FaithHealth Hero: Richard Brunson
By Melanie Raskin
Richard Brunson is waiting. It is Sept. 4, and Category 2 Hurricane Dorian is churning up the East Coast toward North Carolina. He has done all he can: He has contacted churches to help stage people and supplies, alerted volunteers and reached out to other states for possible support.
There is a tingle, a feeling he gets in his gut: It is a familiar high-alert energy that needs someplace to go. Fast. He is strung tight like an archer’s bow, ready to release into the disaster area hundreds of caring Baptists on Mission volunteers. Their target? Anyone who is hurting and needs help in the aftermath of the storm.
That’s why Richard Brunson is a FaithHealth Hero.
Brunson joined Baptists on Mission part time in 1982, went full time in 1987 and became executive director in 1992. He mobilizes churches and individuals across the globe to make an impact using their gifts of spirit. Volunteers serve in 18 ministries around the world, including medical/dental, reconstruction/rebuilding/handyman, meals, colleges, families, international missions, prayer, children, men, church renewal, agriculture, sports/recreation, aviation and disaster relief/recovery.
An ordained pastor, he doesn’t serve a church; he serves the world. His flock isn’t in a church pew; they are in the trenches, volunteering in communities to help others in need. Jesus’ words perfectly sum up his service philosophy: As the Father sent me, I am sending you. Brunson firmly and enthusiastically believes every Christian is a minister. They’re just waiting for God’s prodding. But he is quick to point out that he is part of a team, quipping, “There is a sign on my wall I refer to often. It says, ‘Lord let your miracles break forth every day, and let me not get in the way.’ Our staff and volunteers are tremendous—my job is to stay out of their way!”
Leland Kerr, Baptist health care liaison, has seen Brunson’s philosophy in action for more than 30 years. “A hero is someone who shares the love of Christ in any situation they find themselves. That’s Richard,” says Kerr. “He loves people—both those who are hurting and those who want to serve. He has a real passion for helping volunteers find their gifts in ministry. He puts people where they need to be and turns them loose to do the work.”
It’s working. National agencies (the Federal Emergency Management Agency, the Red Cross, state governments) trust Brunson because they’ve seen his integrity and follow-through, reliability and accountability, over the last 37 years.
“They know Baptists on Mission won’t hit-and-run,” Kerr explains. “After Hurricane Katrina, Baptists on Mission stayed for over five years to finish the job of helping folks rebuild their homes and move forward. And they have a long-term, two-year commitment to rebuild after 2018’s destructive Hurricane Florence. They work as long as it takes to get people back into their homes. Richard reminds us when people are hurting, we need to respond.”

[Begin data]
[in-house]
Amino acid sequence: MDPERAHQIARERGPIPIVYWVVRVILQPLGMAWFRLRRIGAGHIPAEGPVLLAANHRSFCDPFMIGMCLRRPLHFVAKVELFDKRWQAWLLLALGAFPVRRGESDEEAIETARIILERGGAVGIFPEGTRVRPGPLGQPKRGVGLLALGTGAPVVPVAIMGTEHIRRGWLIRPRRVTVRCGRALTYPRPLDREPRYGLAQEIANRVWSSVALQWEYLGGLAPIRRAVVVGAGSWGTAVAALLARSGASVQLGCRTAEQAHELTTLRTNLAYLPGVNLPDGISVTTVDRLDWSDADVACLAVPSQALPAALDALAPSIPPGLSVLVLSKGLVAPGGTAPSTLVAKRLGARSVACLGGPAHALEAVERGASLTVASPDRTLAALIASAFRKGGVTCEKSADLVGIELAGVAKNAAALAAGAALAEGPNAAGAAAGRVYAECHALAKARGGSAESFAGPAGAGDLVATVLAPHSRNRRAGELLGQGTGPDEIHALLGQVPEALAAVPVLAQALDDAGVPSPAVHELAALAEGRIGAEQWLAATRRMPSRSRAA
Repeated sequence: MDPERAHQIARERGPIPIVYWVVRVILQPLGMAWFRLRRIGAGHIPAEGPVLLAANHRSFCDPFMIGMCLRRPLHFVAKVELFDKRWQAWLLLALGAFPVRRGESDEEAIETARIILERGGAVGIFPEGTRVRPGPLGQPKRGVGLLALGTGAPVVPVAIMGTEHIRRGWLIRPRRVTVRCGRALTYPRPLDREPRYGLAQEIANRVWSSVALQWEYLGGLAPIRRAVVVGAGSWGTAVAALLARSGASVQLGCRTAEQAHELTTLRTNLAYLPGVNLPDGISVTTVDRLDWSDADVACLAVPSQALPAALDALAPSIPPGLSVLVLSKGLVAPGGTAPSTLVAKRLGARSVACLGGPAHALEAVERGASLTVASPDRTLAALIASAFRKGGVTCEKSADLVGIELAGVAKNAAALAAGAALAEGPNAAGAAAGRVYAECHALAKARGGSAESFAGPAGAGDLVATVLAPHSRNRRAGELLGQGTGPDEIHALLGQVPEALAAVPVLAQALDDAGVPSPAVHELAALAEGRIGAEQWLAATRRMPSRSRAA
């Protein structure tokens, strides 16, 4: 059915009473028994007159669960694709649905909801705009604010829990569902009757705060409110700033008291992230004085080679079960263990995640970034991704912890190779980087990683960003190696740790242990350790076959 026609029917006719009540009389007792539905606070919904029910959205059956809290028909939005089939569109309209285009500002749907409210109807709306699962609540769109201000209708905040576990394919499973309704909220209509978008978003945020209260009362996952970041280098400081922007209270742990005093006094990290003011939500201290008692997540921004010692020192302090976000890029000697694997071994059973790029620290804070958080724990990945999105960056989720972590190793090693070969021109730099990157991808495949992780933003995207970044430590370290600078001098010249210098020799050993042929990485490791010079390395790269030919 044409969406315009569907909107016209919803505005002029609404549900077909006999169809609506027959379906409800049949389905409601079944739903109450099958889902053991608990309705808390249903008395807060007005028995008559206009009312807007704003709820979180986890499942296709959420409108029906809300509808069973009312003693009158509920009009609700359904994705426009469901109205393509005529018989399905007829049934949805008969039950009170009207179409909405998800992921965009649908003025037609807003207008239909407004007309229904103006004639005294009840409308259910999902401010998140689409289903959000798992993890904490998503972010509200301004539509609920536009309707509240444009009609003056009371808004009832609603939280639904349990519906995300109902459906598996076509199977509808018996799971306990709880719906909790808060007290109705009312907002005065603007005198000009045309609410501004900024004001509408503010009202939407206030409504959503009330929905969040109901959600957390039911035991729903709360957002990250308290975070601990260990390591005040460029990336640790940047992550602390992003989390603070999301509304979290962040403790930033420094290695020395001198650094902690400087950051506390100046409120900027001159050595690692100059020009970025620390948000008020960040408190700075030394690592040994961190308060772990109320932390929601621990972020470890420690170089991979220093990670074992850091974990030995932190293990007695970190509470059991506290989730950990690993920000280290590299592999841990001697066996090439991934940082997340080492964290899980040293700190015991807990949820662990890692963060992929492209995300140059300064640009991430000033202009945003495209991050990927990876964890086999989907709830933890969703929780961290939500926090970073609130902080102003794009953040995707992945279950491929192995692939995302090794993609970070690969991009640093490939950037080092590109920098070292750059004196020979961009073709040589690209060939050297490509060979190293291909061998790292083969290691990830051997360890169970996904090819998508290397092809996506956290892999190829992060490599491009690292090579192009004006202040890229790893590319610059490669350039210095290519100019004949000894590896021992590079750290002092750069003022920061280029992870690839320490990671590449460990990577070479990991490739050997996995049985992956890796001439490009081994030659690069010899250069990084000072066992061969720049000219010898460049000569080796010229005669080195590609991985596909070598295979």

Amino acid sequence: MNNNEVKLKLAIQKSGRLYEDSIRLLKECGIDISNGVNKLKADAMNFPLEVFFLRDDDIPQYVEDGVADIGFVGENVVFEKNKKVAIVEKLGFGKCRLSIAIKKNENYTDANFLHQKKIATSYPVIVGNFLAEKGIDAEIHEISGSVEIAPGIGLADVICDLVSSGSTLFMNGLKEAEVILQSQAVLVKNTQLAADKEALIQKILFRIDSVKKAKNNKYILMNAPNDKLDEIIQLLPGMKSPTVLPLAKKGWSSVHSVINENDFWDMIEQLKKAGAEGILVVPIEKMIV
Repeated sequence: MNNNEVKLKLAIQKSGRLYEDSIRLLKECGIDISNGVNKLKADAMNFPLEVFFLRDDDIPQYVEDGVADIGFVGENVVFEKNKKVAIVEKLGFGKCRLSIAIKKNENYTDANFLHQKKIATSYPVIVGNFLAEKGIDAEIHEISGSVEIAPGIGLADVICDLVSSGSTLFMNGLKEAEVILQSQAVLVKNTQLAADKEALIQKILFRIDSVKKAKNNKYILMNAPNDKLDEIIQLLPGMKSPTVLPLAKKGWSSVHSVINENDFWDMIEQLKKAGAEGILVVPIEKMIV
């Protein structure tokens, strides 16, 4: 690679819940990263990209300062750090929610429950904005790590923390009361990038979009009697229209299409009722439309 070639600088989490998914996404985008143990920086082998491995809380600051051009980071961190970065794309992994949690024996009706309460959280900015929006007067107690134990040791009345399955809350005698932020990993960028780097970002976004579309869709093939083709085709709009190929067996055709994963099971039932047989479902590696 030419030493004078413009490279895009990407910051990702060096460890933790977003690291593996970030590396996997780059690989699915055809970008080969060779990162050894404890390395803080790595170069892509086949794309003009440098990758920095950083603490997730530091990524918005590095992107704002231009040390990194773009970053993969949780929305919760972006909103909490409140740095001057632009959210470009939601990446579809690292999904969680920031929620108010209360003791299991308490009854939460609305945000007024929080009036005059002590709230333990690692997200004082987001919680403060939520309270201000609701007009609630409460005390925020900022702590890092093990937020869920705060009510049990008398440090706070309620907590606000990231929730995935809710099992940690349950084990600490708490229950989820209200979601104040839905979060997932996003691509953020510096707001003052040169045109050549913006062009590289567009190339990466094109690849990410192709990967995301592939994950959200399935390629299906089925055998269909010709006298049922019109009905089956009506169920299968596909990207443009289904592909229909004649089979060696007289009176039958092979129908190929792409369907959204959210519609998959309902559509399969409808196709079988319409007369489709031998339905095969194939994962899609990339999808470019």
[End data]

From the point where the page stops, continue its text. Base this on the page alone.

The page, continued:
Case in point: Brunson tells a story of a homeowner devastated by Hurricane Florence in 2018. His wife had a stroke, and his house was flooded. The man was in such despair, he was contemplating taking his own life. Baptists on Mission arrived and turned everything around for the family.
“Hope is the greatest thing we can provide in times of uncertainty and change,” Brunson comments. “Yes, people need professionals on the job to rebuild homes and clean up communities, but I believe they also need us. We are different. We take the time to get to know the people we are helping, we pray with them, we talk with them, we listen to them. Knowing that we make a difference in even one person’s life motivates me. This is what I was created to do. This is where I get my biggest joy.”
Brunson uses an unusual combination of empathy and activation to keep people ready and engaged. “Empathy is all about seeing people who need support and wanting to help,” he explains. “The activation part has me always thinking three steps ahead, whether it’s placing people or getting supplies. For instance, if the food hasn’t shown up on a site, I’ve already thought about where I can go to get some and keep our mission on track. Yes, there are obstacles. Sure, we can feel overwhelmed. But at the end of the day, we follow our gut, we block out that little voice that only wants to talk about the problems, we return to God’s leading and we make progress.”
To Brunson, the perfect world in terms of service is one of great activity—and great surrender. “I think about all the needs,” he says. “I think about the volunteers. I think about all the ways we could make a difference. But we have to remember what Ephesians 3 tells us: God is able to do more than we can ever imagine. This is God’s work, and He is going to accomplish what is important and makes a difference. That is my perfect world: a place where all Christians see that they are gifted, called and sent to use their gifts to glorify God and help others.”
Sometimes, bad things happen—natural and manmade disasters, personal failures, tough times. But Brunson is quick to point out a verse from Romans: “And we know that all things work together for good to those who love God, to those who are called according to His purpose.” For many people, Christian or not, North Carolinian or a member of a village half a world away, that good comes thanks to Richard Brunson and Baptists on Mission. When the yellow shirts start showing up, hurting people know help—both physical and spiritual—has arrived.
“You always wonder, are we going to be in the right place with the right things to serve people?” Brunson says. “Then we remember that God has opened a lot of doors. So, we’ll be faithful, we’ll be listening, and when the door opens, we’ll confidently walk through with the right people and the right tools. We’ll be God’s hands and feet—whether it’s a dental bus or disaster relief.”